As you’re nearing the end of February, dates can get confusing. The irregular month, already unique in its 28-day length, sometimes has a 29th day, also known as Leap Day.
This is even worse for the 5 million people with Leap Day birthdays, according to a History estimate, whose real birthdays come only once every four years.
This phenomenon may cause you a small inconvenience, but leap years are not just a cruel trick calendar companies play to keep you guessing. There’s actually a very good astronomical reason for the added day — but we’ll get into that later.
Generally speaking, leap years come every four years: 2024, 2028 and 2032, for example, will all be leap years.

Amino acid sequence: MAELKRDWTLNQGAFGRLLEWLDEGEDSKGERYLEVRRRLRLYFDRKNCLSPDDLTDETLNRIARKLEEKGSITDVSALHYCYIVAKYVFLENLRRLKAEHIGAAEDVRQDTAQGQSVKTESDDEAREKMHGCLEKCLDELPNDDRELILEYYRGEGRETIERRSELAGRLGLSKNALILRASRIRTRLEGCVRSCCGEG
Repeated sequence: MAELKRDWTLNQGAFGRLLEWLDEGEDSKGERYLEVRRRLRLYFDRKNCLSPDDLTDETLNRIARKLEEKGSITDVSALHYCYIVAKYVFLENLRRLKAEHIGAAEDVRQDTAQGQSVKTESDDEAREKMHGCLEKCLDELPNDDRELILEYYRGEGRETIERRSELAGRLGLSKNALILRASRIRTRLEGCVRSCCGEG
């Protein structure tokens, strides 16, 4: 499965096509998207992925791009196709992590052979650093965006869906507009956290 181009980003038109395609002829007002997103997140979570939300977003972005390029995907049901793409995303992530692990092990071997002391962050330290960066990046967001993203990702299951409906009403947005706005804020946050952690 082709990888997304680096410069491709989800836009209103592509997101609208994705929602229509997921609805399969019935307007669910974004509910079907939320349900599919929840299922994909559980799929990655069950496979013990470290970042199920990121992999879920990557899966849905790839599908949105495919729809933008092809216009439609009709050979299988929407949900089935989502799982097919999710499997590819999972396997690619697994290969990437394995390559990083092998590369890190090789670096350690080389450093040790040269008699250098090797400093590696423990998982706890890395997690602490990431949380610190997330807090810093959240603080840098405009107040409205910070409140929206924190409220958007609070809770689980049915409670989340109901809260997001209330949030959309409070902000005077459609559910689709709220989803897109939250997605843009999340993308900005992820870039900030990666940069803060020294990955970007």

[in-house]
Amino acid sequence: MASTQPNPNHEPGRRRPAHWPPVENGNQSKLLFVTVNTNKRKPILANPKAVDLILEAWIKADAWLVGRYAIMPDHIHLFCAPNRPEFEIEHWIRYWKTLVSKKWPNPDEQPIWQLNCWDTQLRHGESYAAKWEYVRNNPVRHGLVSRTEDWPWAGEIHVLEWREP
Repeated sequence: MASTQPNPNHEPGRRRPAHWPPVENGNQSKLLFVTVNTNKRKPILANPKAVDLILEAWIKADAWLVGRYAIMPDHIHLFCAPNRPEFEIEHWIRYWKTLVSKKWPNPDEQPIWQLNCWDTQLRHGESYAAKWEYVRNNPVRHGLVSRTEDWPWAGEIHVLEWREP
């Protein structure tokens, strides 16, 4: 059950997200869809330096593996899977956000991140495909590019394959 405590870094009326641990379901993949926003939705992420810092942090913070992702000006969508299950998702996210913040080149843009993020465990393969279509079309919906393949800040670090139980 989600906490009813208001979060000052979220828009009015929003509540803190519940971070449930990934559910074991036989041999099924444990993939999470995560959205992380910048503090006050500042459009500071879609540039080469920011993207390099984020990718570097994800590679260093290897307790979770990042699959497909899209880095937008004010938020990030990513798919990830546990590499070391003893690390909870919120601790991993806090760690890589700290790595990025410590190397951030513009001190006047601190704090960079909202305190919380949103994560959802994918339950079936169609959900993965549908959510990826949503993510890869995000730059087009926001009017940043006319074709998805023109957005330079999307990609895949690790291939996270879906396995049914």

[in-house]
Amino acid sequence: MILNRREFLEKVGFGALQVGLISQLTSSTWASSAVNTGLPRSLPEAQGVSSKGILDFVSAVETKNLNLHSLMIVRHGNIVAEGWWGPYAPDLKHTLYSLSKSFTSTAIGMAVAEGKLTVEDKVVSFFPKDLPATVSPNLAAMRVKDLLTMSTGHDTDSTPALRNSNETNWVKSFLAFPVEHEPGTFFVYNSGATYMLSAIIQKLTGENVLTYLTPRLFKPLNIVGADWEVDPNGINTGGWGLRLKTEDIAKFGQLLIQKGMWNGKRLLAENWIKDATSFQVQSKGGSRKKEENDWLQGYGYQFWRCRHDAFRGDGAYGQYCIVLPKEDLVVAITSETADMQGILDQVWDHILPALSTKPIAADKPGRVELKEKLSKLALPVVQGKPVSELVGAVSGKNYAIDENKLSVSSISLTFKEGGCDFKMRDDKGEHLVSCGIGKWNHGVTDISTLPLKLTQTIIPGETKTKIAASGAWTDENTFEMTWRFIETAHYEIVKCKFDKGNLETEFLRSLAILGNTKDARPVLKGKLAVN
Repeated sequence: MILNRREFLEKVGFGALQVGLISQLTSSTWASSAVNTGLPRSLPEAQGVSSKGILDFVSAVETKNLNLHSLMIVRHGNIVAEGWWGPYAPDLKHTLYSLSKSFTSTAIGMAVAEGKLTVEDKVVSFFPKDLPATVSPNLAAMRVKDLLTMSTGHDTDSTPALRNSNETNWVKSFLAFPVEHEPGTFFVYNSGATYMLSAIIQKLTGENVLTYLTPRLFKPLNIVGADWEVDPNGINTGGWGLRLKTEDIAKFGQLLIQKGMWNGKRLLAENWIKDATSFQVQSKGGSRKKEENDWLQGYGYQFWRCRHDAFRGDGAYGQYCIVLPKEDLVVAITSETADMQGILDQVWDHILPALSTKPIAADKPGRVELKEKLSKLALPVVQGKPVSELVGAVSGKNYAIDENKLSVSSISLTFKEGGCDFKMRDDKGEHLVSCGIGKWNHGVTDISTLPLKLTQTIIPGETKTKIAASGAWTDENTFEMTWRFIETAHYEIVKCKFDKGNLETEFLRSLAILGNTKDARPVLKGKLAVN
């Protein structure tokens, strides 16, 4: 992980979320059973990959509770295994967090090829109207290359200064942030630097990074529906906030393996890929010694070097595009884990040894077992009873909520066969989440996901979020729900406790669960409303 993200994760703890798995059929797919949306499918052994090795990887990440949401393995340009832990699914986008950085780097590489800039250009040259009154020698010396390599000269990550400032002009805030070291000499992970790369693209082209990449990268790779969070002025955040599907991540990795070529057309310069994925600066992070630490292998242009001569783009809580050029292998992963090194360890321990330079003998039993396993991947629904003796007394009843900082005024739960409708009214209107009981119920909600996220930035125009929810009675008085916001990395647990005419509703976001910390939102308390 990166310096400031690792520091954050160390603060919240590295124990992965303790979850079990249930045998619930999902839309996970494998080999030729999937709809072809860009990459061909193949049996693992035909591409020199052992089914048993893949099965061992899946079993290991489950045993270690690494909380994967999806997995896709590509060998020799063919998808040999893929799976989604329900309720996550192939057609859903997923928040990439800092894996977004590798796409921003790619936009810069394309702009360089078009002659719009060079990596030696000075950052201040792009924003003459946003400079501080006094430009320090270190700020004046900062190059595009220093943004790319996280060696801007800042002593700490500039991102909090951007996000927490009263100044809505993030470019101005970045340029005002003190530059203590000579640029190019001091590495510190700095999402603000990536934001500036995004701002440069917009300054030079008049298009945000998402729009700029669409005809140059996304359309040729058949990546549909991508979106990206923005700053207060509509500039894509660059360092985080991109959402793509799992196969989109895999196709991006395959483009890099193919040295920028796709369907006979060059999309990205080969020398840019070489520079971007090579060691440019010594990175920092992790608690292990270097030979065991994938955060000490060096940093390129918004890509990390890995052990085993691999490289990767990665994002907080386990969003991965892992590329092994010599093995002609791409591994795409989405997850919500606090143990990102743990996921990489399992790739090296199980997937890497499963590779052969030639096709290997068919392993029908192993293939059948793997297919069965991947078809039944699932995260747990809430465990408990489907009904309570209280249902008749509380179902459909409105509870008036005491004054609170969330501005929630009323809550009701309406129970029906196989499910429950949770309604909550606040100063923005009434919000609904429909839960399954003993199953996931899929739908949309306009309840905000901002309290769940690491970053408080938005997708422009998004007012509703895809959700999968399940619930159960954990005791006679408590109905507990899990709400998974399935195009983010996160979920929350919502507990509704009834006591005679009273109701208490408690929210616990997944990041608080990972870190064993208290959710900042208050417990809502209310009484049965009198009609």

Usually, if a year is divisible by 4, that makes it a leap year, but this rule does not hold for years which are multiples of one hundred, according to History.com. Although the Earth’s orbit around the sun was previously thought to be 365.25 days, it actually takes closer to 365.24 days says History.com.
To fix this small discrepancy, century years which are not divisible by 400 are not leap years. The year 2000 was a leap year, but the year 2100 will not be.
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Because the amount of time the Earth takes to spin on its axis is not dependent on the amount of time the Earth takes to complete a full orbit around the sun, the number of 24-hour rotations that fit into a calendar year is not a whole number.
According to History, a leap year is the solution to this. Just one extra day every four years keeps our calendar lined up correctly with the orbit of the Earth, meaning winter stays winter, and summer stays summer.
There are 366 days in a leap year — one more than the typical 365-day year.
Until 2024, 2020 would have been the most recent leap year.